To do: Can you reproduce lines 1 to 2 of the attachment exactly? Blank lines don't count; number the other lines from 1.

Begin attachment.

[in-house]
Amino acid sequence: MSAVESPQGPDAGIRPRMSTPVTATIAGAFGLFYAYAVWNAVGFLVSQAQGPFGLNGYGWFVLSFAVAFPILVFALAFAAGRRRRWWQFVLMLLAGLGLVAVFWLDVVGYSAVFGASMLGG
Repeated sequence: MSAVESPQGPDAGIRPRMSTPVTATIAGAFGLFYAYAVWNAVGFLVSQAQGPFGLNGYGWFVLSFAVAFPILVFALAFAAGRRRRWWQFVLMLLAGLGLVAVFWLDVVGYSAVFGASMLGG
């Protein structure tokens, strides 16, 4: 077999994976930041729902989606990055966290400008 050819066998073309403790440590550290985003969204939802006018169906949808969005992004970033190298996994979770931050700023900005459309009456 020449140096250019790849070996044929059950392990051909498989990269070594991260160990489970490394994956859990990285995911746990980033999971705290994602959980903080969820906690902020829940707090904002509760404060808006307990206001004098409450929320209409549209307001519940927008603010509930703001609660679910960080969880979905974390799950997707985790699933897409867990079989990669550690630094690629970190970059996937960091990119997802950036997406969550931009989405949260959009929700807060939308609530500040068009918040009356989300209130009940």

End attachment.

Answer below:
[in-house]
Amino acid sequence: MSAVESPQGPDAGIRPRMSTPVTATIAGAFGLFYAYAVWNAVGFLVSQAQGPFGLNGYGWFVLSFAVAFPILVFALAFAAGRRRRWWQFVLMLLAGLGLVAVFWLDVVGYSAVFGASMLGG